You could criticize the thesis, but I want to go in a direction more applicable for this blog. Miller is basically describing a declining, self-absorbed America that will not address serious long-term issues including climate change. Miller concludes with
Americans aren't so much looking for great presidents, big ideas or historic transformations. They want satisfaction on mundane matters such as prosperity, keeping Americans safe from terrorist attacks and an end to the roller-coaster ride of partisanship, name-calling and celebrity politics that is Washington today.
Give us bread ('cut my taxes!') and circuses ('what reality show is on?'), and keep us from being too scared... then nothing else matters much?
Miller pegs America as visionless and unconcerned about anything beyond point A and right now. I wish I could say he has it wrong, but with how frequently we see the same refrains for the status quo on energy and climate, maybe he has it right. All the cries of how we have to keep using fossil fuels the same as (seemingly) we have forever, we cannot put a price on carbon pollution, etc. because it would cripple us lend support to Miller's picture of America as wallet-obsessed, even so narrowly to the point of failing to recognize how such a shake-up on energy would actually still be beneficial on that front.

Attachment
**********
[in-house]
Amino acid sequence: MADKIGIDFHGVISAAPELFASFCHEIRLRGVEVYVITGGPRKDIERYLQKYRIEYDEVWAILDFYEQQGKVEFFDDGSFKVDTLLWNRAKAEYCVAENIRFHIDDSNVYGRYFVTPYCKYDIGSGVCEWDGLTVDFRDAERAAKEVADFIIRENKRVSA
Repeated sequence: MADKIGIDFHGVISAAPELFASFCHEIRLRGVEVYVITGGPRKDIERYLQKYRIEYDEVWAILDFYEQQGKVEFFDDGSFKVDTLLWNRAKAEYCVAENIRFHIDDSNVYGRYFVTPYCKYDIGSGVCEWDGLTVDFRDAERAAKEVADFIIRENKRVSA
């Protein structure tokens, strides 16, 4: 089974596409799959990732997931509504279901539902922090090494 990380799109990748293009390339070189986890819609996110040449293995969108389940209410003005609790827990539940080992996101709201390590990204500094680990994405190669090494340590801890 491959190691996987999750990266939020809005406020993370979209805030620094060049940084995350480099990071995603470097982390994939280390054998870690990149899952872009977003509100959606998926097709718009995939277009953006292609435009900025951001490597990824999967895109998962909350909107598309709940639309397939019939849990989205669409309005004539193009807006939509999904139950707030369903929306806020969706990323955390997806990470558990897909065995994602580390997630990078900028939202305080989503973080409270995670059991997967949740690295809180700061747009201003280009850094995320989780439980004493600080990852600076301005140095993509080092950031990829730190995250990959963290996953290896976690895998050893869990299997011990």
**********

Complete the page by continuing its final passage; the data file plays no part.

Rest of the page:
Are Americans collectively as short-sighted as Miller thinks? Is there only concern for the immediate perceived needs, without even realizing that foresight and investing in the future may satisfy those concerns at least as well as the same old, same old scorched earth policy? The voices of Miller and the energy delayers and climate change deniers say we can only coast along and not face and solve big problems. I still believe America can have more gas in the tank than that. And that gas is sustainable and does not produce fossil carbon pollution - maybe it is not even gas but battery power!